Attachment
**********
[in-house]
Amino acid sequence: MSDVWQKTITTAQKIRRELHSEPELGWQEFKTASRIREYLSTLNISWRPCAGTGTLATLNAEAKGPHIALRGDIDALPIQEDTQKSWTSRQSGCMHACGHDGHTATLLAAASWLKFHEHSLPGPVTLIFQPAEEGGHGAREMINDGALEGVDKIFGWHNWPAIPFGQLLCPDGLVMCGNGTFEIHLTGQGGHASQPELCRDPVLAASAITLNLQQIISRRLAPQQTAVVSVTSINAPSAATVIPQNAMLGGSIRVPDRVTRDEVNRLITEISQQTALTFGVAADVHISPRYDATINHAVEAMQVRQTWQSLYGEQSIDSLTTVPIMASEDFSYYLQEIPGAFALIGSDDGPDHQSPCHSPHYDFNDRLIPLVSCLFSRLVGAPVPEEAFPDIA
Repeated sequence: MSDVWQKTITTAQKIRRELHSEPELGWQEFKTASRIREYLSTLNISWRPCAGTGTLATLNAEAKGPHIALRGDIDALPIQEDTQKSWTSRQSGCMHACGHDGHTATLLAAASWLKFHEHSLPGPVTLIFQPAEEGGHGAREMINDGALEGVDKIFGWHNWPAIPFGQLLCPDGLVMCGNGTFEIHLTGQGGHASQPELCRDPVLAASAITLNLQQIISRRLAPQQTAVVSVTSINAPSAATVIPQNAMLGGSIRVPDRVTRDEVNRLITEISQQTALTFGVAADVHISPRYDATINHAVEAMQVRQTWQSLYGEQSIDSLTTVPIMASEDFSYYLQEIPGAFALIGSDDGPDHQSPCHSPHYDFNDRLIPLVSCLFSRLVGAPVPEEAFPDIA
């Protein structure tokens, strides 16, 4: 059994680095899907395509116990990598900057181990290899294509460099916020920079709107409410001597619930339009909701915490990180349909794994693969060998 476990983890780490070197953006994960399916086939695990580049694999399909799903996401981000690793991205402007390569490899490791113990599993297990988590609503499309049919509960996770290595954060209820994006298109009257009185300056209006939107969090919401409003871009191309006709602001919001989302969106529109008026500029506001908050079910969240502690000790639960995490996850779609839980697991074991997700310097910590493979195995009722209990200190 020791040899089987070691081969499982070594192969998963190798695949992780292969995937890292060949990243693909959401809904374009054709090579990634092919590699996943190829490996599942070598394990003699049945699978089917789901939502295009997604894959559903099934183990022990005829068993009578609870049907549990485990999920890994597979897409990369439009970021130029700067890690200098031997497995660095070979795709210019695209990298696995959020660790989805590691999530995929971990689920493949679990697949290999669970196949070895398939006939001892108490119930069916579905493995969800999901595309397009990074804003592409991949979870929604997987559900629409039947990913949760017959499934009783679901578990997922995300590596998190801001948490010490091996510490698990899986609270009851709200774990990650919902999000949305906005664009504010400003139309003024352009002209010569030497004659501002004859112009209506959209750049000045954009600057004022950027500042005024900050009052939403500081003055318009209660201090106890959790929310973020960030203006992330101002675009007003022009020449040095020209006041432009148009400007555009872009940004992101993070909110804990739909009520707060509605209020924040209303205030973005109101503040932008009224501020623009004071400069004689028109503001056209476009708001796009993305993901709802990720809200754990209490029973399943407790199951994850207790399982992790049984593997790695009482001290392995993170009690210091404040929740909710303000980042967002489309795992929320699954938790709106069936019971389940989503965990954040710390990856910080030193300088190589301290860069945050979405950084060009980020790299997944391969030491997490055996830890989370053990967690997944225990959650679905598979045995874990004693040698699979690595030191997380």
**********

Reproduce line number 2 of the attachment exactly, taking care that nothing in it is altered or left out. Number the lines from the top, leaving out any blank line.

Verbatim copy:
Amino acid sequence: MSDVWQKTITTAQKIRRELHSEPELGWQEFKTASRIREYLSTLNISWRPCAGTGTLATLNAEAKGPHIALRGDIDALPIQEDTQKSWTSRQSGCMHACGHDGHTATLLAAASWLKFHEHSLPGPVTLIFQPAEEGGHGAREMINDGALEGVDKIFGWHNWPAIPFGQLLCPDGLVMCGNGTFEIHLTGQGGHASQPELCRDPVLAASAITLNLQQIISRRLAPQQTAVVSVTSINAPSAATVIPQNAMLGGSIRVPDRVTRDEVNRLITEISQQTALTFGVAADVHISPRYDATINHAVEAMQVRQTWQSLYGEQSIDSLTTVPIMASEDFSYYLQEIPGAFALIGSDDGPDHQSPCHSPHYDFNDRLIPLVSCLFSRLVGAPVPEEAFPDIA